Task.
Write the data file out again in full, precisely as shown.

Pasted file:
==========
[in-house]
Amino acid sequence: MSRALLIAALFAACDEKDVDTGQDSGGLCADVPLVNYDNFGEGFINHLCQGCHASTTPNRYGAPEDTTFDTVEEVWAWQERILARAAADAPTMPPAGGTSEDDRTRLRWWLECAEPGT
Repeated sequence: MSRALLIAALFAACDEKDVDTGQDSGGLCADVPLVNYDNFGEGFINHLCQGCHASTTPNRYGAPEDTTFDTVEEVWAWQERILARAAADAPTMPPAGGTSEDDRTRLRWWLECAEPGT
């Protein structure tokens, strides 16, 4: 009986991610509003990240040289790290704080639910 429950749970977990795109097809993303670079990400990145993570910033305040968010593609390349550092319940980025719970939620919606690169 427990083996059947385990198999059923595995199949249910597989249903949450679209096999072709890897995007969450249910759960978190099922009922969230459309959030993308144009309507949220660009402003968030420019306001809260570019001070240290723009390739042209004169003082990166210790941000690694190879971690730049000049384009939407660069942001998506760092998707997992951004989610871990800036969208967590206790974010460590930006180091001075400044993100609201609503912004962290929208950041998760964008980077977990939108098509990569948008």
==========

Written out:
[in-house]
Amino acid sequence: MSRALLIAALFAACDEKDVDTGQDSGGLCADVPLVNYDNFGEGFINHLCQGCHASTTPNRYGAPEDTTFDTVEEVWAWQERILARAAADAPTMPPAGGTSEDDRTRLRWWLECAEPGT
Repeated sequence: MSRALLIAALFAACDEKDVDTGQDSGGLCADVPLVNYDNFGEGFINHLCQGCHASTTPNRYGAPEDTTFDTVEEVWAWQERILARAAADAPTMPPAGGTSEDDRTRLRWWLECAEPGT
């Protein structure tokens, strides 16, 4: 009986991610509003990240040289790290704080639910 429950749970977990795109097809993303670079990400990145993570910033305040968010593609390349550092319940980025719970939620919606690169 427990083996059947385990198999059923595995199949249910597989249903949450679209096999072709890897995007969450249910759960978190099922009922969230459309959030993308144009309507949220660009402003968030420019306001809260570019001070240290723009390739042209004169003082990166210790941000690694190879971690730049000049384009939407660069942001998506760092998707997992951004989610871990800036969208967590206790974010460590930006180091001075400044993100609201609503912004962290929208950041998760964008980077977990939108098509990569948008």